Monomix, a low density, high strength, shrinkage compensated, waterproof cementitious mortar from Flexcrete was specified by the Norwich University of the Arts for their restoration project.
Boardman House is a landmark grade II listed Victorian building located in the centre of Norwich. The neo-classical building was originally constructed as a Sunday School in 1879 by renowned Norwich architect Edward Boardman.
In 2014, the Norwich University of the Arts (NUA) purchased Boardman House and an extensive refurbishment and restoration project was carried out to restore the building to its original glory in order to house NUA’s expanding School of Architecture. RIBA award winning architect Anthony Hudson was appointed to adapt the listed building. Anthony Hudson helped establish the university’s BA architecture course, which began admitting students in 2012, and was appointed visiting Professor of Architecture in 2013.
As part of the £3.5m refurbishment project, the architects wanted to retain the ambience and character of the original building. One of its architectural highlights is a series of curved and straight concrete stairways, however these had fallen into disrepair over the years and needed to be repaired to surpass the relevant Health and Safety standards and to enhance their overall appearance.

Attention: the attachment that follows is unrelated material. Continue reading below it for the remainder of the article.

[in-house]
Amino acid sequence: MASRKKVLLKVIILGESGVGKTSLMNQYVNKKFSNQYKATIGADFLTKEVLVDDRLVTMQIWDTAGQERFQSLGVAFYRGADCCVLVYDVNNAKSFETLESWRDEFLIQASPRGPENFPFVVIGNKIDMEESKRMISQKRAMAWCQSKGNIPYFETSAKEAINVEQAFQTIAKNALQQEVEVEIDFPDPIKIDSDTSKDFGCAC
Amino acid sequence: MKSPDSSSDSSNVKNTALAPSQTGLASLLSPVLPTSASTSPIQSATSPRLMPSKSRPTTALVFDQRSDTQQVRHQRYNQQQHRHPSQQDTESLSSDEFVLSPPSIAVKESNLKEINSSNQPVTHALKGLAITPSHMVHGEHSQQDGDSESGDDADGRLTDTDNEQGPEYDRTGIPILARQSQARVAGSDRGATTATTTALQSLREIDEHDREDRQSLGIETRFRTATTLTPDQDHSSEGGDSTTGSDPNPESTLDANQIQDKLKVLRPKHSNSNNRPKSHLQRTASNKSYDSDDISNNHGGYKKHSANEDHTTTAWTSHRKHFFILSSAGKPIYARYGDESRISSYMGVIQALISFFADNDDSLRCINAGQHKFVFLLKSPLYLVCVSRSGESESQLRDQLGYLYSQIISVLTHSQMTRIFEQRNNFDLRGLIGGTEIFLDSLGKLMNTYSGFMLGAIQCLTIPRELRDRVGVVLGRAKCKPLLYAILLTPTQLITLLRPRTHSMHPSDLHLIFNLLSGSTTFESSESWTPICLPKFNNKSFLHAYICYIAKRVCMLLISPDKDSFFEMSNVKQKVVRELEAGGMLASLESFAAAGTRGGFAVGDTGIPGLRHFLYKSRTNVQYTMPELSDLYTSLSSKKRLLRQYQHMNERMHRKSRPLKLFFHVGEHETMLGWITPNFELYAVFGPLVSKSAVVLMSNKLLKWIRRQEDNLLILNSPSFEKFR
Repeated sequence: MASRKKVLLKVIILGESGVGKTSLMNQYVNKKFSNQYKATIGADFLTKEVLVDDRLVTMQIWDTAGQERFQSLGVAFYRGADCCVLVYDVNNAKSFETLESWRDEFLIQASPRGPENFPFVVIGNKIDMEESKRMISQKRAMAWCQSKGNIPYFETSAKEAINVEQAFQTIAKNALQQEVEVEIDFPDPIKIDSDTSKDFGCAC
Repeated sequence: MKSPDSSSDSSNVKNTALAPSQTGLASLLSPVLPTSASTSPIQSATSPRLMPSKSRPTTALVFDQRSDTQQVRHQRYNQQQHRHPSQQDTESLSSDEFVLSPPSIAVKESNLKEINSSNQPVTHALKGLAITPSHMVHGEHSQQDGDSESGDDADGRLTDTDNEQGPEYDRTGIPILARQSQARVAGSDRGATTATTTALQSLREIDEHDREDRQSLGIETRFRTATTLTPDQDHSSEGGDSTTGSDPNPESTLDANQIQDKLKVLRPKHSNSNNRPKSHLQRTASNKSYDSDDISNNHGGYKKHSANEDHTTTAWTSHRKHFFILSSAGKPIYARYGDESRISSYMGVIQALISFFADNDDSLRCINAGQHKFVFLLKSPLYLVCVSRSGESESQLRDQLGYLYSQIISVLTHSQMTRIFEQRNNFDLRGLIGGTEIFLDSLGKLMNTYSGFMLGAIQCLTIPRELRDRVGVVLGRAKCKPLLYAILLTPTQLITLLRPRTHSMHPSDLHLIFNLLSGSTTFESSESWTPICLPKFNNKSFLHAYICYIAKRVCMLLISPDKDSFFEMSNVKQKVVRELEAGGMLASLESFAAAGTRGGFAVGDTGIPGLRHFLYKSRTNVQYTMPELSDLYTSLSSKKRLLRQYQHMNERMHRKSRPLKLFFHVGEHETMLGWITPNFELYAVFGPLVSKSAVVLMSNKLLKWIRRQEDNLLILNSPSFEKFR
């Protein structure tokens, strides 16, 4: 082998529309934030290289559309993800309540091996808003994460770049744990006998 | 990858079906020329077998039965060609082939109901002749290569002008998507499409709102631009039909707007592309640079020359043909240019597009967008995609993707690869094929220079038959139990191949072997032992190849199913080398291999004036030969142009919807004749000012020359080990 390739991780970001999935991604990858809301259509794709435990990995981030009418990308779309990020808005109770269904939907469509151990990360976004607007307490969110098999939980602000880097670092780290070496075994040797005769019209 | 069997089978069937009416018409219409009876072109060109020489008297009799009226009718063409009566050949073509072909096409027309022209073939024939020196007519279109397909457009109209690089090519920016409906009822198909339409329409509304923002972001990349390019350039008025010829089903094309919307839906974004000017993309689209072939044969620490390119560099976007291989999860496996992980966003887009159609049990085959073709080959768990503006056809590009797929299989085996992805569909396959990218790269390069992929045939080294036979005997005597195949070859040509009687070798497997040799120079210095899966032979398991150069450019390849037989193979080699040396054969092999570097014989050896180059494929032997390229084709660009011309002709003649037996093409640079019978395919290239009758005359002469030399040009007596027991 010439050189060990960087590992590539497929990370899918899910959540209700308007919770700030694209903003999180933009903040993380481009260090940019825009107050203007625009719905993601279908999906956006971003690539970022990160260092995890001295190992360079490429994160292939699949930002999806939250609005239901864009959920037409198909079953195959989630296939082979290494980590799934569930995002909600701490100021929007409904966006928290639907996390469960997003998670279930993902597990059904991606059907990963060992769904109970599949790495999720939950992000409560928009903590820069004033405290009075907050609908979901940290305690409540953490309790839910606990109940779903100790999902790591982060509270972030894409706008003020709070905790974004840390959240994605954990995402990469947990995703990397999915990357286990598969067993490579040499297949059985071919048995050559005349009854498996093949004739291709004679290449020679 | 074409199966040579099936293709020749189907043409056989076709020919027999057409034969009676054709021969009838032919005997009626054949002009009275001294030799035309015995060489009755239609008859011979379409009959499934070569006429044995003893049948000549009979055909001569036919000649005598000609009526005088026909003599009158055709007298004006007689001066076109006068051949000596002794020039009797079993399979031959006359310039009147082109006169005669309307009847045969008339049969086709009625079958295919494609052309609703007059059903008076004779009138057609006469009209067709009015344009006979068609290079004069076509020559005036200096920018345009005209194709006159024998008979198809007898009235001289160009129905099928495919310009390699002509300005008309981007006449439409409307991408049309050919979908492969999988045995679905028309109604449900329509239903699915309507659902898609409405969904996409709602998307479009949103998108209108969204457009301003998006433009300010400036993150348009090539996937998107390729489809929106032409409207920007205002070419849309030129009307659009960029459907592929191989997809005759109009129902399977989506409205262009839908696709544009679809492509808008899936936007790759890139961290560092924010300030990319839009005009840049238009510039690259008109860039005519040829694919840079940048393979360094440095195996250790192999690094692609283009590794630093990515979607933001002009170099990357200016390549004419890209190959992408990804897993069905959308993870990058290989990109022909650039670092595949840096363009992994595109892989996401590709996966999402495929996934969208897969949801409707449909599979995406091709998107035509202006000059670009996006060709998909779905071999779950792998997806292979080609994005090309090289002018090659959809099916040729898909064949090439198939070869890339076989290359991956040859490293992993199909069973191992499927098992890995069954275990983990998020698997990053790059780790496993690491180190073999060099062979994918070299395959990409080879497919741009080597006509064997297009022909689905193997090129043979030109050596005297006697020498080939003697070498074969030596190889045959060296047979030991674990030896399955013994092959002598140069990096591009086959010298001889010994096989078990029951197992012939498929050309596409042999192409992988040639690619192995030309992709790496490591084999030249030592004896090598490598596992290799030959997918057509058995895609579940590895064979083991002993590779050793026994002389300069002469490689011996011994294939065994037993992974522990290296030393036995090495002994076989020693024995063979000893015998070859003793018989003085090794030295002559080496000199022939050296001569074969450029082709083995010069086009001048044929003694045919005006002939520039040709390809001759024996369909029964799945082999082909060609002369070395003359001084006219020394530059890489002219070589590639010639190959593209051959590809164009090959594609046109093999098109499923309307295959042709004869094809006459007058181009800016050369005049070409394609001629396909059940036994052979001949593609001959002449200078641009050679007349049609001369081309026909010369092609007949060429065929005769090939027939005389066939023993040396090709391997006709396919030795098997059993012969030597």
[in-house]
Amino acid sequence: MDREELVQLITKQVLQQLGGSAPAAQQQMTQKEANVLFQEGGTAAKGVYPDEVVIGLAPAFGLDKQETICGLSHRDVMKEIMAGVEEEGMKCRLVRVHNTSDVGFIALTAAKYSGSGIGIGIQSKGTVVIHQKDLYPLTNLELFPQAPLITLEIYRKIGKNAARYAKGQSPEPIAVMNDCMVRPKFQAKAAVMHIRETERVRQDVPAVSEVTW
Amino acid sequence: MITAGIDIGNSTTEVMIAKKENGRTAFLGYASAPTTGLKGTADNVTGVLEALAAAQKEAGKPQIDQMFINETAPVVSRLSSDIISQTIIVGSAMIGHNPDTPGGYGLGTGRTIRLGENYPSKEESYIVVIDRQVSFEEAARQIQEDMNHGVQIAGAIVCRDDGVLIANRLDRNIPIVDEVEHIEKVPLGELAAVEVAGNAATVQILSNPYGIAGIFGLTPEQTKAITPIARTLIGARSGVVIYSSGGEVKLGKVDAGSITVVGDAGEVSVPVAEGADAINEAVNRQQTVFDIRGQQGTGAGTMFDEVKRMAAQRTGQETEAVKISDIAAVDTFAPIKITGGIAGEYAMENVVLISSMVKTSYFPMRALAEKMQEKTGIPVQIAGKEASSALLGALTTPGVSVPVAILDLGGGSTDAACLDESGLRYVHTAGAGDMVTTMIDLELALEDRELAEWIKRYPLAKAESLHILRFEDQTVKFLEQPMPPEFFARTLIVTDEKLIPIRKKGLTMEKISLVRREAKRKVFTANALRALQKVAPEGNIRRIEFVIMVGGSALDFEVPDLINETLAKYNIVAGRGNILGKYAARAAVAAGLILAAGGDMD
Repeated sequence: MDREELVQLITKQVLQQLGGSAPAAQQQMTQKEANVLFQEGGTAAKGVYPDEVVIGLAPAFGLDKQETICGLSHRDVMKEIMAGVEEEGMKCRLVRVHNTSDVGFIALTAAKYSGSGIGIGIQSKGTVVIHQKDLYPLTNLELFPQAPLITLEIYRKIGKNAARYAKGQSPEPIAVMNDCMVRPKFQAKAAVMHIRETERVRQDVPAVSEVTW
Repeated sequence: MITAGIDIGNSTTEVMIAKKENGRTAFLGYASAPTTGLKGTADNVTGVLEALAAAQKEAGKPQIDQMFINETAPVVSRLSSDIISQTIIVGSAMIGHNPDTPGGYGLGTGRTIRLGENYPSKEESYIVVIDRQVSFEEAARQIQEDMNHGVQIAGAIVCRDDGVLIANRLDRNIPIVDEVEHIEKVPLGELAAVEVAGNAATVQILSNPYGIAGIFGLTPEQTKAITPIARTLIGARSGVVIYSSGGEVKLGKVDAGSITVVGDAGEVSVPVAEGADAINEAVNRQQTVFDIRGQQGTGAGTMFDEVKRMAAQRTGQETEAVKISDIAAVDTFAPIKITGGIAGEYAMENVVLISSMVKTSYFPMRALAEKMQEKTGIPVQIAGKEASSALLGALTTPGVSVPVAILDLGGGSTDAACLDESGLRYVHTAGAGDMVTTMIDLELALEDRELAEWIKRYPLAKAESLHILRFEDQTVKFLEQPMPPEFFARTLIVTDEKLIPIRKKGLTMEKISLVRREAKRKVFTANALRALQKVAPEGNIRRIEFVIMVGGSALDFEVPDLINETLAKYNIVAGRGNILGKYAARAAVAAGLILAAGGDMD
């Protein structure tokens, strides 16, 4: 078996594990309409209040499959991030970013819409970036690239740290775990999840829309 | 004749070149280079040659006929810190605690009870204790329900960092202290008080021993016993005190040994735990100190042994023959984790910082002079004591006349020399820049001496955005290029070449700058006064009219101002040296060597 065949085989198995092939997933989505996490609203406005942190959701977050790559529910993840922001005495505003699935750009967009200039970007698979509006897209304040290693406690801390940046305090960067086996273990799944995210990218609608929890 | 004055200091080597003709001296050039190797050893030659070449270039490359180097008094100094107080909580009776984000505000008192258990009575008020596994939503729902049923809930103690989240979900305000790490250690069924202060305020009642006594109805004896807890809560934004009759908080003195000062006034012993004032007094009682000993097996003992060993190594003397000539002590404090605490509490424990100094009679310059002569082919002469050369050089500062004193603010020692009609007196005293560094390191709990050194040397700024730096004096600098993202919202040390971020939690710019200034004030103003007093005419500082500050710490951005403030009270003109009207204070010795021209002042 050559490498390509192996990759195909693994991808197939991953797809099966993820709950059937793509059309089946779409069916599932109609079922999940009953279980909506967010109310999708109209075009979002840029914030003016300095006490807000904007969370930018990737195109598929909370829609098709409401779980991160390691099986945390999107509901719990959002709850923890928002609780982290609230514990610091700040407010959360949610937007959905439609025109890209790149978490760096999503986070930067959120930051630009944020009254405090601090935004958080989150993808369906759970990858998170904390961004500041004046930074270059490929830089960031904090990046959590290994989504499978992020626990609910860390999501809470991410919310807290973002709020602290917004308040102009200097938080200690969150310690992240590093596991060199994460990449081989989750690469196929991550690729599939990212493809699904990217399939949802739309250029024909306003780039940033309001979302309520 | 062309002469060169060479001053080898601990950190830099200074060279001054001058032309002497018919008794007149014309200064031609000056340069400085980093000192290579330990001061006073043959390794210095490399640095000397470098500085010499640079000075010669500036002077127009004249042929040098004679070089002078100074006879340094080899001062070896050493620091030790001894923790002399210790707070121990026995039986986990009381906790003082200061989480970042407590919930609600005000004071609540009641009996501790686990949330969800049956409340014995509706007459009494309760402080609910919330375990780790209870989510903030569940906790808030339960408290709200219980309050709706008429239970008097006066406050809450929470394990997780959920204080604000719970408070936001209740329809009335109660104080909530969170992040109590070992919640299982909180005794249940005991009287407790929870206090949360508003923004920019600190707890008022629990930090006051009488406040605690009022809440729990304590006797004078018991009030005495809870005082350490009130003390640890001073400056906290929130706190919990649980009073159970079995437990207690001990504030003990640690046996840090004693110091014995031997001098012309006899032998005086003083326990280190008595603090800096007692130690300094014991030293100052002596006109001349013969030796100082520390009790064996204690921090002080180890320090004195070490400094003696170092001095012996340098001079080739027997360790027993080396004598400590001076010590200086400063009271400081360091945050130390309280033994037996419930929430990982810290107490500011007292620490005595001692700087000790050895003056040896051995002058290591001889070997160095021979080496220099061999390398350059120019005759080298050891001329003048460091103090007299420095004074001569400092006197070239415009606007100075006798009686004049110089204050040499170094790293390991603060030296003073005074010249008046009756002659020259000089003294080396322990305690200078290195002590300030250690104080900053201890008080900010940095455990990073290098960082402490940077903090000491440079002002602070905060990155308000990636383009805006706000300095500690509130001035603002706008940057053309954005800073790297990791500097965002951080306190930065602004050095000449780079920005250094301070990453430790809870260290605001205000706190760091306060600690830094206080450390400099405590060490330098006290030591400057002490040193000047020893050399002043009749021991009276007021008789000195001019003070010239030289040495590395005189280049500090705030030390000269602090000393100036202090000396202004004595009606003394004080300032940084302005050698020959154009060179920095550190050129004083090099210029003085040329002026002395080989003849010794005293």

Concrete repairs were first carried out using Monomix, a low density, high strength, shrinkage compensated, waterproof cementitious mortar with a high bond strength exceeding the tensile strength of concrete. It is easily trowellable and can be applied up to thicknesses of 80mm in a single application. Non-toxic when cured, Monomix is supplied as a single component system ready for on-site mixing and use, requiring only the addition of clean water.
The stair profiles and risers were then levelled and reprofiled using Monolevel 844SP, an engineering quality fairing coat which reinstates concrete cover and provides a fair faced, waterproof and anti-carbonation finish. This combination of Flexcrete products allowed the aesthetic appearance of the original concrete steps to be maintained, whilst providing a hard, durable and safe finish for the architectural students. Quirks such as a ‘flying staircase’ have also been incorporated into the design.
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